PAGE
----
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Transcript of Drug Metabolism
parent entitiy resulting in its eventual removal from the body... ...which may result in the bioactivation or inactivation
of a parent drug making it more or less potent An Overview of Drug Metabolism There are a variety of Phase I reactions
that are not catalysed by CYP450: Hydrolytic enzymes Epoxide hydrolase Ethanol metabolism Are present in the blood, liver, kidneys and other tissues. Acetylsalicylic acid is hydrolyesed by cholinesterase and other esterases present in the serum. They have a similar mechanism to peptidases. Serine, Threonine, Cysteine peptidases and esterases
form a covalent intermediate in the active site Choline esterase contains a Glu-His-Ser catalytic triad Alcohol consumption far exceeds that of any other
drug when judged on a molecular basis. It is rapidly absorbed through the stomach and the majority is metabolised by the liver CYP450 are membrane bound monooxygenases in the smooth endoplasmic reticulum. They form a hydrophobic area which attracts hydrophobic molecules. Usually enzymes develop over time to have exquisite substrate specifity but not the CYPs. For example, CYP3A4 is known to metabolise over 120 different drugs The molecule then undergoes a reaction in the p450 enzyme to make it less hydrophobic to expel it from the active site and let the process begin again. So, what is a CYP? They are heme containing enzymes which, when reduced and complexed with CO, have a characteristic absorbance at 450nm (hence the name P450) CYPs are membrane bound proteins and must be associated in a complex with P450 reductase which relies on NADPH. NADPH supplies the electrons needed for the reaction, without it, CYP450 wouldn't work. The active site of the CYP is made up of hydrophobic residues. The use of double-single-double bonds all around makes it a big conjugated system and the overlap of p orbitals in the same plane gives it a planar structure. These reactions prepare functionally activated compounds for excretion in the bile or urine. Involves the conjugation of the Xenobiotic with one of a variety of different compunds. a chemical which is found in an organism but is not normally produced or expected to be present in it This results in a pharmacologically inactive soluble compound. The reactions are catalysed by a variety of different enzymes Four main reaction types: Sulphation Methylation Glutathione Conjugation Involves the addition of SO3- to the drug and is the major conjugation pathway for phenols and can occur for alcohols, amines and occassionaly thiols This requires a energy rich donor compound 3'-phosphoadenosine-5'-phosphosulfate aka PAPS Carboxylesterases hydrolyse esters and some amides.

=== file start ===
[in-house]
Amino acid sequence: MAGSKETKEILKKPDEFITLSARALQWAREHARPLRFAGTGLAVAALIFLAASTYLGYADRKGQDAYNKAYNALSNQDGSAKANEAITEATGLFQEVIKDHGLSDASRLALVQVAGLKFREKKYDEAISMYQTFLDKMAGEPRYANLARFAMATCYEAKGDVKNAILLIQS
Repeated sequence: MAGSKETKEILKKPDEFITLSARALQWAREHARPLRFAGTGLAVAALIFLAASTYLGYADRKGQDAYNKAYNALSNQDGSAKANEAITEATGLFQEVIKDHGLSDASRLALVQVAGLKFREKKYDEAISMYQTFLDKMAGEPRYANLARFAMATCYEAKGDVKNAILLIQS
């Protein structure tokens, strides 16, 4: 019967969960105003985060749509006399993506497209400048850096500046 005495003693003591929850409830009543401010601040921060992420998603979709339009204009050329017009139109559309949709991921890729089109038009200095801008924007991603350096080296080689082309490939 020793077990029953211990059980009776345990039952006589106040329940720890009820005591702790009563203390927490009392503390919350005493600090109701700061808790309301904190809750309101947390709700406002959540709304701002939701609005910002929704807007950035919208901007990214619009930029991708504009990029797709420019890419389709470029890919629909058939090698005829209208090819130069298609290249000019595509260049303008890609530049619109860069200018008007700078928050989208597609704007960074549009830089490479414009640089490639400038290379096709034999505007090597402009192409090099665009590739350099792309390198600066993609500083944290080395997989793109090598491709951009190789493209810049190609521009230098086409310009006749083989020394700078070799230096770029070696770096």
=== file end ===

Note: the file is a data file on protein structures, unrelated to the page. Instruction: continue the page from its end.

Amides are more stable than esters. The more lipophilic
the amide, the better the substrate. Epoxide hydrolase is responsible for the hydration of epoxides. They catalyse nucleophilic addition in the presence of water Usually there are low levels of ethanol in the blood. In large amounts, circulating ethanol can cause unpleasent effects:
Panic/distress Epoxides are often generated by CYP450 activity. They are very reactive due to the charged oxygen and the strain the bonds are under. They react with DNA & proteins and are usually carcinogenic Key Points! Key Points! Tripeptide glutathione (GSH) contains Glu-Cys-Gly. Many drugs are metabolised to toxic electrophiles. GSH is conjugated with toxic electrophiles. This includes epoxides, haloalkanes, nitroalkanes, alkenes, aromatic halo- and nitro-compounds Key Points! Many drugs metabolising enzymes
are polymorphic due to polymorphisms.
A SNP causes a change in a single nucleotide. Polymorphism Drug-Drug Interactions Age Gender Disease and Drug Metabolism Key Points! Some drug interactions are able to enhace
or inhibit the activity of CYP450 The very young and the elderly exhibit
diminished drug metabolism Men and women older than 65-70 years have significantly decreased drug metabolism
Diminished enzyme induction